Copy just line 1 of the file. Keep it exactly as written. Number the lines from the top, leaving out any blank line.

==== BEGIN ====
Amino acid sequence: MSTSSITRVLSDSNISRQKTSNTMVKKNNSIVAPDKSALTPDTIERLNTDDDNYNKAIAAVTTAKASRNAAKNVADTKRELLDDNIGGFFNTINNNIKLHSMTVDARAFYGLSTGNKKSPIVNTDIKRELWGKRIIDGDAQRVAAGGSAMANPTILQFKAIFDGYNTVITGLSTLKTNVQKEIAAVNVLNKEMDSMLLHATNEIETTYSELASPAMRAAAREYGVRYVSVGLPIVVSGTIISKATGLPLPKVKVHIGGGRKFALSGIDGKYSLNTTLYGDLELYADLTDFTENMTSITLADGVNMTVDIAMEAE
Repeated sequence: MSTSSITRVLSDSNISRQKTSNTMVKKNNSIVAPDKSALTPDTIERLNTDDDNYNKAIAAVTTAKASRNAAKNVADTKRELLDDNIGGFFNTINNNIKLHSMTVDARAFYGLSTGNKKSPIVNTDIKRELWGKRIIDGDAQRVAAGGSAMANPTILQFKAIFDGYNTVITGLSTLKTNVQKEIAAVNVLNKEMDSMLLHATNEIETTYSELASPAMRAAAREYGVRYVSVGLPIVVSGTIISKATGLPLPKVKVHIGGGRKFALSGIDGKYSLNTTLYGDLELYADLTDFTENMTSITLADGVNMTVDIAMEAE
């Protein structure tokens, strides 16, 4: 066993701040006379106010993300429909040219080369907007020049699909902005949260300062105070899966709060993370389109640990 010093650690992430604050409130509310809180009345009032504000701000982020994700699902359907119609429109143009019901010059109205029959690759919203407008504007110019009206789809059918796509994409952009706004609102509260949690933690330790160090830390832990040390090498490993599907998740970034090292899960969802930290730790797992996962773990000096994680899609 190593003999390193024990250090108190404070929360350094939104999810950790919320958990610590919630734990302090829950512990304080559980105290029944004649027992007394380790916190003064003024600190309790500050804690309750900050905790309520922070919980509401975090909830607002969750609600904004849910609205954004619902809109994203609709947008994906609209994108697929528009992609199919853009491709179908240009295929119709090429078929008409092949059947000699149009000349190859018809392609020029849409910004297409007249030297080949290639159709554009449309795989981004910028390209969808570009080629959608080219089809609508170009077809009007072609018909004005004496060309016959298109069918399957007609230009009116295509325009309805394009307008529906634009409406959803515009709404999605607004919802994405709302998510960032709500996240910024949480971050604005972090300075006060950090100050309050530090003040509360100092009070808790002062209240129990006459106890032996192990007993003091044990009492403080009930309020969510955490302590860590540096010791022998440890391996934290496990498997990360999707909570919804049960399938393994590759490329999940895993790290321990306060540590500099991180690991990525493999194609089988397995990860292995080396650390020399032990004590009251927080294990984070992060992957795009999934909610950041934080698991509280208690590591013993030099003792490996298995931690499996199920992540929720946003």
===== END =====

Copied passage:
Amino acid sequence: MSTSSITRVLSDSNISRQKTSNTMVKKNNSIVAPDKSALTPDTIERLNTDDDNYNKAIAAVTTAKASRNAAKNVADTKRELLDDNIGGFFNTINNNIKLHSMTVDARAFYGLSTGNKKSPIVNTDIKRELWGKRIIDGDAQRVAAGGSAMANPTILQFKAIFDGYNTVITGLSTLKTNVQKEIAAVNVLNKEMDSMLLHATNEIETTYSELASPAMRAAAREYGVRYVSVGLPIVVSGTIISKATGLPLPKVKVHIGGGRKFALSGIDGKYSLNTTLYGDLELYADLTDFTENMTSITLADGVNMTVDIAMEAE